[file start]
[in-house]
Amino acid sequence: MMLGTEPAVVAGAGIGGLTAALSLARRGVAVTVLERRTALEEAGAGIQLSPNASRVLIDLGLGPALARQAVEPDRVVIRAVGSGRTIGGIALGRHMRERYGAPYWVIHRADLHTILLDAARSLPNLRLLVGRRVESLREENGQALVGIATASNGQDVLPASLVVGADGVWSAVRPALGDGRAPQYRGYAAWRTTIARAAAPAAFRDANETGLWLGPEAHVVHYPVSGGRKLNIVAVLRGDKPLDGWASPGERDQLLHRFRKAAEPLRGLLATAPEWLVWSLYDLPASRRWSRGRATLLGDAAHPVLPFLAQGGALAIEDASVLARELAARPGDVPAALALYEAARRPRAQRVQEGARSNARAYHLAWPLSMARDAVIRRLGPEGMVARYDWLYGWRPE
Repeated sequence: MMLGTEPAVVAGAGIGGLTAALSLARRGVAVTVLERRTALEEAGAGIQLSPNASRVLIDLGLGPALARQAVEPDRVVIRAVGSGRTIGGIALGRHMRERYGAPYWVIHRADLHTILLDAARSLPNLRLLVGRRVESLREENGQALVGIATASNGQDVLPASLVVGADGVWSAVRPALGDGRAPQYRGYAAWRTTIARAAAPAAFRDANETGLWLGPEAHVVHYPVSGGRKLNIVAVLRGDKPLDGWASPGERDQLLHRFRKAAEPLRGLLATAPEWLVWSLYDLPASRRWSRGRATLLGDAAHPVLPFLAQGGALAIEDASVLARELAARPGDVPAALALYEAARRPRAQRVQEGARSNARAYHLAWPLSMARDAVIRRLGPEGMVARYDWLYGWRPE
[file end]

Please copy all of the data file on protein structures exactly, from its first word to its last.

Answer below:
[in-house]
Amino acid sequence: MMLGTEPAVVAGAGIGGLTAALSLARRGVAVTVLERRTALEEAGAGIQLSPNASRVLIDLGLGPALARQAVEPDRVVIRAVGSGRTIGGIALGRHMRERYGAPYWVIHRADLHTILLDAARSLPNLRLLVGRRVESLREENGQALVGIATASNGQDVLPASLVVGADGVWSAVRPALGDGRAPQYRGYAAWRTTIARAAAPAAFRDANETGLWLGPEAHVVHYPVSGGRKLNIVAVLRGDKPLDGWASPGERDQLLHRFRKAAEPLRGLLATAPEWLVWSLYDLPASRRWSRGRATLLGDAAHPVLPFLAQGGALAIEDASVLARELAARPGDVPAALALYEAARRPRAQRVQEGARSNARAYHLAWPLSMARDAVIRRLGPEGMVARYDWLYGWRPE
Repeated sequence: MMLGTEPAVVAGAGIGGLTAALSLARRGVAVTVLERRTALEEAGAGIQLSPNASRVLIDLGLGPALARQAVEPDRVVIRAVGSGRTIGGIALGRHMRERYGAPYWVIHRADLHTILLDAARSLPNLRLLVGRRVESLREENGQALVGIATASNGQDVLPASLVVGADGVWSAVRPALGDGRAPQYRGYAAWRTTIARAAAPAAFRDANETGLWLGPEAHVVHYPVSGGRKLNIVAVLRGDKPLDGWASPGERDQLLHRFRKAAEPLRGLLATAPEWLVWSLYDLPASRRWSRGRATLLGDAAHPVLPFLAQGGALAIEDASVLARELAARPGDVPAALALYEAARRPRAQRVQEGARSNARAYHLAWPLSMARDAVIRRLGPEGMVARYDWLYGWRPE